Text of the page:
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By Kristy Siegfried  | 6 August, 2019


Colombia to grant citizenship to children of Venezuelan parents. Colombia is to grant citizenship to more than 24,000 children born to Venezuelan parents since 2015, and to those born on Colombian territory over the next two years, in a move aimed at preventing them from being stateless and ensuring they can access education and health care. Announcing the measure on Monday, Colombian President Iván Duque said, “Colombia has shown the world that the way of xenophobia is the wrong way”. Colombia, which has received about one third of the 4 million Venezuelans who have left their country, ordinarily requires at least one parent to be a legal resident to grant citizenship to babies born within its borders. Meanwhile, Venezuela no longer operates consulates in Colombia that would allow parents to register their children for Venezuelan citizenship. UNHCR today welcomed the measure as a “hugely positive move for these children and their families” and said that, together with IOM and UNICEF, it will provide financial support to the Colombian government to implement it.

Italian government wins confidence vote on new measures targeting NGO rescue ships. Italy’s parliament on Monday voted in favour of a security decree that imposes more severe penalties on boats and people involved in search-and-rescue operations on the Mediterranean. The decree, which had already been passed by the lower house and now becomes law, increases the maximum fine for ships that enter Italian waters without permission from €50,000 to €1 million and provides for such boats to be automatically impounded and their captains arrested. In a statement today, UNHCR reiterated its concern that such penalties could deter sea rescues by private vessels at a time when European States have largely withdrawn their own rescue operations from the Central Mediterranean. “NGOs play an invaluable role in saving the lives of refugees and migrants attempting the dangerous sea crossing to Europe,” said spokesperson Charlie Yaxley. “The commitment and humanity that motivates their activities should not be criminalized or stigmatized.”


Bombardment of Syria’s Idlib resumes as ceasefire talks collapse. In a statement carried by state media on Monday, the Syrian army said it was resuming military operations in the country’s north-west Idlib province. It accused rebel groups of violating a truce brokered there last week. Al Jazeera reports that air raids resumed minutes after the truce was cancelled. Over the weekend, Reuters reported that the streets of Idlib city were buzzing with cars and people enjoying a reprieve from three months of air strikes and shelling that have killed 400 people and uprooted more than 440,000. A local aid worker said some people had even started returning home after weeks of living in olive groves near the Turkish border.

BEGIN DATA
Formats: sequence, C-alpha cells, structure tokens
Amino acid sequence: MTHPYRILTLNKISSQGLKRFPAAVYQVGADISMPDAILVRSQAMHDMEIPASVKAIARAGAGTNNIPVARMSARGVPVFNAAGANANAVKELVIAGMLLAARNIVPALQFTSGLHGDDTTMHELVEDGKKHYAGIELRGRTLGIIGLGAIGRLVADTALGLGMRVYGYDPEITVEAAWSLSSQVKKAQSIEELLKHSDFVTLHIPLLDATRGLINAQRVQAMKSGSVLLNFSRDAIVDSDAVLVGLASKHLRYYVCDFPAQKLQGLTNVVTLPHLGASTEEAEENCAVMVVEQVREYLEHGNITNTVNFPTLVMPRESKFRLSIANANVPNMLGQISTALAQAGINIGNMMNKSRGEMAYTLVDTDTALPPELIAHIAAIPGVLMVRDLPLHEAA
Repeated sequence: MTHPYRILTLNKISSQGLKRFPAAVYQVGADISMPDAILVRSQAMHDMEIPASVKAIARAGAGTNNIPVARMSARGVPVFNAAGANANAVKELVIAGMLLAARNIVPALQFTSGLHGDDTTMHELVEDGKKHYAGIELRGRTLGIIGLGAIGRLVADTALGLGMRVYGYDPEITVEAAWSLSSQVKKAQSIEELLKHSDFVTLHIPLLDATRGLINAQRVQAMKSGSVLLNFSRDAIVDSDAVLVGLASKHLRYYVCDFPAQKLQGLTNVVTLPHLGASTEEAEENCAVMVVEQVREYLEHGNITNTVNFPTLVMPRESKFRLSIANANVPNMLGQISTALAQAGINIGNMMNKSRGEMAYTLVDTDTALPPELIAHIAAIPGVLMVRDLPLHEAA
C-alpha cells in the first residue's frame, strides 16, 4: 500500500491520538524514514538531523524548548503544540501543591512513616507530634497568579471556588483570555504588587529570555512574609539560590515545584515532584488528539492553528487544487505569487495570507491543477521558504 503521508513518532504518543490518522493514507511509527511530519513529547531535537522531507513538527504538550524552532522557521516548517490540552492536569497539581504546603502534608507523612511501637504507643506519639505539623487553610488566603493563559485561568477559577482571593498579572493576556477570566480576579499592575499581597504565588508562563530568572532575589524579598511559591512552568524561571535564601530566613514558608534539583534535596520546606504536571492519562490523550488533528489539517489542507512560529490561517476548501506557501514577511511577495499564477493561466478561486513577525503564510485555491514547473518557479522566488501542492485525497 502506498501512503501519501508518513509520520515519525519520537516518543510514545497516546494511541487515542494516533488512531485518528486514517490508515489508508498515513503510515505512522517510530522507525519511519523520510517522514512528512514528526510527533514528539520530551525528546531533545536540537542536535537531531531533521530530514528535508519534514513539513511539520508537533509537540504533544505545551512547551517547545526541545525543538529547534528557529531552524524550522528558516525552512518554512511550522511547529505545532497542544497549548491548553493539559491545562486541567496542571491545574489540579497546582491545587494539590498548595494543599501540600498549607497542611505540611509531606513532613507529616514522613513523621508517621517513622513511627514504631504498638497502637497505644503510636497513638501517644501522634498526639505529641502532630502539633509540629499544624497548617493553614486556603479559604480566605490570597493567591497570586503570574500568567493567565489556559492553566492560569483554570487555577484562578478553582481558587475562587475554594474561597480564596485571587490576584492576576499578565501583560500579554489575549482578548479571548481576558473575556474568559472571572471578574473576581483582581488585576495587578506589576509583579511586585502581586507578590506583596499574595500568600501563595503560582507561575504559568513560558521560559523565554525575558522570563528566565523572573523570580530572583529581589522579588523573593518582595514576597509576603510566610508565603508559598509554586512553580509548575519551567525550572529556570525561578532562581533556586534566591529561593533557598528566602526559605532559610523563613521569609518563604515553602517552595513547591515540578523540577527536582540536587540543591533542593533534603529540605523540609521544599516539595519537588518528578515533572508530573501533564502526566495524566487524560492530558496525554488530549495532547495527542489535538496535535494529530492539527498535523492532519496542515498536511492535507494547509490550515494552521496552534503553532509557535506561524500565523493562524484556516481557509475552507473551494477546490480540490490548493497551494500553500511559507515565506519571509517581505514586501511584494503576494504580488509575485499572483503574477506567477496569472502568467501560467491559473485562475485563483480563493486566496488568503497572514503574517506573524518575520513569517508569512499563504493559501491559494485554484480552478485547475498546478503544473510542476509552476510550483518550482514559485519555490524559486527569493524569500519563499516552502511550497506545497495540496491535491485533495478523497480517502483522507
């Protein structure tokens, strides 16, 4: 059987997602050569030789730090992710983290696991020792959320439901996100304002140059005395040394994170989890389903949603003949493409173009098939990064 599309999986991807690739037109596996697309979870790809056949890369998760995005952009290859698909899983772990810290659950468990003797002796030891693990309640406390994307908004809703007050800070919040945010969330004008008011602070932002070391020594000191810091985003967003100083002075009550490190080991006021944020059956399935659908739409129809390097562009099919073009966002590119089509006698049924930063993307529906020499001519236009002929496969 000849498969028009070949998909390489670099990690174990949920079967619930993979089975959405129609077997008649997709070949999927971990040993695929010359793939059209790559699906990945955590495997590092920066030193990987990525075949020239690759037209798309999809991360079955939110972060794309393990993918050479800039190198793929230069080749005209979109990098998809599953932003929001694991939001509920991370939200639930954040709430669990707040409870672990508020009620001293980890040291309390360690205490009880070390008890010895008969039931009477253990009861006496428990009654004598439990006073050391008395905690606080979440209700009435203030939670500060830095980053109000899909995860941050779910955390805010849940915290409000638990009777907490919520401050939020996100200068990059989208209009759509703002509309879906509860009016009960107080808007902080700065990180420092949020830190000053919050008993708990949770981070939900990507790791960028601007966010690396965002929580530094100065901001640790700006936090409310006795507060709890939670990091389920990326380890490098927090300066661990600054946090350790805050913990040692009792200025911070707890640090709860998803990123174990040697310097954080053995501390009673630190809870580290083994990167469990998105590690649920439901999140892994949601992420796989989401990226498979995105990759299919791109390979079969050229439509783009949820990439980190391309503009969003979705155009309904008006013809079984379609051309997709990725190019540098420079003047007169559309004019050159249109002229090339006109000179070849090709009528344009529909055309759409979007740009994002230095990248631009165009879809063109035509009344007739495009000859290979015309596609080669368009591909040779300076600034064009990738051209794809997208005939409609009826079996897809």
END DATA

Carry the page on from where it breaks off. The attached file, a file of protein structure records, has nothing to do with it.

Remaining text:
Refugees in Pakistan fearful after India revokes Kashmir autonomy. AFP reports that refugees in Pakistani-administered parts of Kashmir were worried about relatives on the other side of the disputed Himalayan border on Monday after India cut off telecommunications and imposed a security lockdown ahead of the decision to strip Kashmir of the special status it has held for seven decades. There are an estimated 38,000 refugees from Indian-administered parts of Kashmir living in camps on the Pakistani side, according to Pakistani authorities. Many of them fled fighting on the Indian side of the Line of Control in the 1990s but still have family living there. For decades they communicated by telephone, and more recently over social media networks.

Violence against aid workers on the increase. report released today by the UK parliament’s international development select committee highlights an increase in violence against aid workers in recent years and urges governments around the world to do more to protect them and pursue those responsible. Last year, 126 aid workers were killed and 143 injured. In the same year, there were 973 recorded attacks on health-care workers and facilities in 23 countries, resulting in 167 fatalities. UNHCR Special Envoy Vincent Cochetel told MPs that aid workers had become a target “because they represent the perceived humanitarian arm of political decisions taken elsewhere”. South Sudan was the most dangerous country for aid workers between 2016 and 2018, followed by Syria, Afghanistan and the Democratic Republic of the Congo.

EU’s border force implicated in abuse of refugees and migrants. German and British media published reports on Monday alleging that the European Union’s border force, Frontex, has turned a blind eye to ill-treatment of refugees and migrants by guards at the EU’s external borders. The reports said Frontex guards had tolerated violence against displaced people by their national counterparts such as the use of dogs, nightsticks and pepper spray. A joint investigation by German public broadcaster ARD, non-profit investigative journalism website Correctiv and British newspaper The Guardian also accused Warsaw-based Frontex of violating the human rights of asylum-seekers during deportations. Responding to the reports, Frontex denied any wrongdoing by its officers.


Growing up as a refugee with untreated spina bifida in Pakistan, Wahida was isolated and immobile. Now, less than a year after taking up wheelchair basketball at an orthopaedic centre run by the International Committee of the Red Cross in Kabul, she’s aiming to join Afghanistan’s national team. “I know I can do something with my life,” she says.


More than half of the Venezuelan children surveyed in eight South American countries earlier this year were not attending school.